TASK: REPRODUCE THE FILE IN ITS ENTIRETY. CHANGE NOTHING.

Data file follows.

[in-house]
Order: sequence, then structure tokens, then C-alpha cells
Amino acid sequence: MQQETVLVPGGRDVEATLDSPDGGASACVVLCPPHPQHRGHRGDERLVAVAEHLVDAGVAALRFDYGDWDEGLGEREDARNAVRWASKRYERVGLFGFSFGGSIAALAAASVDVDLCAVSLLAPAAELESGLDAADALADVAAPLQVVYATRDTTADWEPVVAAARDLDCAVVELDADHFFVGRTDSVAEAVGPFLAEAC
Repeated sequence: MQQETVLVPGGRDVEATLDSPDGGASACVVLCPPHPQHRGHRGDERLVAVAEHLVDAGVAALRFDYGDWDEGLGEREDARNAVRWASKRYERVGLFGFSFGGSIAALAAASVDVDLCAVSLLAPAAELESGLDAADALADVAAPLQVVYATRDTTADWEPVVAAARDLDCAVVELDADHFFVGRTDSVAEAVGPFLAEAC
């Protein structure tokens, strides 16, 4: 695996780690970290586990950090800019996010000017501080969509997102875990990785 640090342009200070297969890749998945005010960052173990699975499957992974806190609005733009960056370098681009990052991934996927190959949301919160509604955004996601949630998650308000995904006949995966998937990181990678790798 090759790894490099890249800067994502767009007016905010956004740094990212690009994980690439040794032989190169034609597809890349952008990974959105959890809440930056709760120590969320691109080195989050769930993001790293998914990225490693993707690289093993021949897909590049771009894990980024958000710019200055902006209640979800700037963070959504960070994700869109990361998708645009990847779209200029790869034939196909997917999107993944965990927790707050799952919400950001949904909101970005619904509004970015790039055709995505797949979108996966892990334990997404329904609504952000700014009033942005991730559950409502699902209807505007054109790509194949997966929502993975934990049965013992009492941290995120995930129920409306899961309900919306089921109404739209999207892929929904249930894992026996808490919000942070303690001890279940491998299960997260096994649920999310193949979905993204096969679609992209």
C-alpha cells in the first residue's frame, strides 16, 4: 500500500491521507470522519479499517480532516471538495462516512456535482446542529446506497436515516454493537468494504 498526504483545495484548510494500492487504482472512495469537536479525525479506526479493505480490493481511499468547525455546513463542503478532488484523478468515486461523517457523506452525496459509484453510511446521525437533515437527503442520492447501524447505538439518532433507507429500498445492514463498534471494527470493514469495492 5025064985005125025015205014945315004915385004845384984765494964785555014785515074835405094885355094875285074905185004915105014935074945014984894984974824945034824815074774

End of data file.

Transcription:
[in-house]
Order: sequence, then structure tokens, then C-alpha cells
Amino acid sequence: MQQETVLVPGGRDVEATLDSPDGGASACVVLCPPHPQHRGHRGDERLVAVAEHLVDAGVAALRFDYGDWDEGLGEREDARNAVRWASKRYERVGLFGFSFGGSIAALAAASVDVDLCAVSLLAPAAELESGLDAADALADVAAPLQVVYATRDTTADWEPVVAAARDLDCAVVELDADHFFVGRTDSVAEAVGPFLAEAC
Repeated sequence: MQQETVLVPGGRDVEATLDSPDGGASACVVLCPPHPQHRGHRGDERLVAVAEHLVDAGVAALRFDYGDWDEGLGEREDARNAVRWASKRYERVGLFGFSFGGSIAALAAASVDVDLCAVSLLAPAAELESGLDAADALADVAAPLQVVYATRDTTADWEPVVAAARDLDCAVVELDADHFFVGRTDSVAEAVGPFLAEAC
């Protein structure tokens, strides 16, 4: 695996780690970290586990950090800019996010000017501080969509997102875990990785 640090342009200070297969890749998945005010960052173990699975499957992974806190609005733009960056370098681009990052991934996927190959949301919160509604955004996601949630998650308000995904006949995966998937990181990678790798 090759790894490099890249800067994502767009007016905010956004740094990212690009994980690439040794032989190169034609597809890349952008990974959105959890809440930056709760120590969320691109080195989050769930993001790293998914990225490693993707690289093993021949897909590049771009894990980024958000710019200055902006209640979800700037963070959504960070994700869109990361998708645009990847779209200029790869034939196909997917999107993944965990927790707050799952919400950001949904909101970005619904509004970015790039055709995505797949979108996966892990334990997404329904609504952000700014009033942005991730559950409502699902209807505007054109790509194949997966929502993975934990049965013992009492941290995120995930129920409306899961309900919306089921109404739209999207892929929904249930894992026996808490919000942070303690001890279940491998299960997260096994649920999310193949979905993204096969679609992209």
C-alpha cells in the first residue's frame, strides 16, 4: 500500500491521507470522519479499517480532516471538495462516512456535482446542529446506497436515516454493537468494504 498526504483545495484548510494500492487504482472512495469537536479525525479506526479493505480490493481511499468547525455546513463542503478532488484523478468515486461523517457523506452525496459509484453510511446521525437533515437527503442520492447501524447505538439518532433507507429500498445492514463498534471494527470493514469495492 5025064985005125025015205014945315004915385004845384984765494964785555014785515074835405094885355094875285074905185004915105014935074945014984894984974824945034824815074774